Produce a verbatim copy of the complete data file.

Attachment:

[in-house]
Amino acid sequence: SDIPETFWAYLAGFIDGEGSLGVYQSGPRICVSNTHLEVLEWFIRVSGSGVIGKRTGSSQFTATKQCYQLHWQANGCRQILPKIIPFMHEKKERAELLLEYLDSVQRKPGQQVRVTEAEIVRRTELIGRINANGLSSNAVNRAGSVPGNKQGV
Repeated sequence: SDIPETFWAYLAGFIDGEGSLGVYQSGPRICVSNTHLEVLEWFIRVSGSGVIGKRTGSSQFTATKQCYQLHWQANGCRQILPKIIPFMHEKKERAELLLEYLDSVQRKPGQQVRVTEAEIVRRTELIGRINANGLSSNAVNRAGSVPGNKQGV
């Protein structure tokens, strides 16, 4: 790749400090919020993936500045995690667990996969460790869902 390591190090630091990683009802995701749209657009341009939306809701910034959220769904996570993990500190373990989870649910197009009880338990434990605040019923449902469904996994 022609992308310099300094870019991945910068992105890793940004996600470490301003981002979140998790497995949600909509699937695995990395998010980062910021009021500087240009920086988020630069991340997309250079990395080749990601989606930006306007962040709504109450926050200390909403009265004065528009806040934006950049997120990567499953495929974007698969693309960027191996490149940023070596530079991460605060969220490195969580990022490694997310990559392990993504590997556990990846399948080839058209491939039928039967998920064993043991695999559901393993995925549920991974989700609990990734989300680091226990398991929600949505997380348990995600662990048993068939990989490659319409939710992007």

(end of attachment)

[in-house]
Amino acid sequence: SDIPETFWAYLAGFIDGEGSLGVYQSGPRICVSNTHLEVLEWFIRVSGSGVIGKRTGSSQFTATKQCYQLHWQANGCRQILPKIIPFMHEKKERAELLLEYLDSVQRKPGQQVRVTEAEIVRRTELIGRINANGLSSNAVNRAGSVPGNKQGV
Repeated sequence: SDIPETFWAYLAGFIDGEGSLGVYQSGPRICVSNTHLEVLEWFIRVSGSGVIGKRTGSSQFTATKQCYQLHWQANGCRQILPKIIPFMHEKKERAELLLEYLDSVQRKPGQQVRVTEAEIVRRTELIGRINANGLSSNAVNRAGSVPGNKQGV
């Protein structure tokens, strides 16, 4: 790749400090919020993936500045995690667990996969460790869902 390591190090630091990683009802995701749209657009341009939306809701910034959220769904996570993990500190373990989870649910197009009880338990434990605040019923449902469904996994 022609992308310099300094870019991945910068992105890793940004996600470490301003981002979140998790497995949600909509699937695995990395998010980062910021009021500087240009920086988020630069991340997309250079990395080749990601989606930006306007962040709504109450926050200390909403009265004065528009806040934006950049997120990567499953495929974007698969693309960027191996490149940023070596530079991460605060969220490195969580990022490694997310990559392990993504590997556990990846399948080839058209491939039928039967998920064993043991695999559901393993995925549920991974989700609990990734989300680091226990398991929600949505997380348990995600662990048993068939990989490659319409939710992007």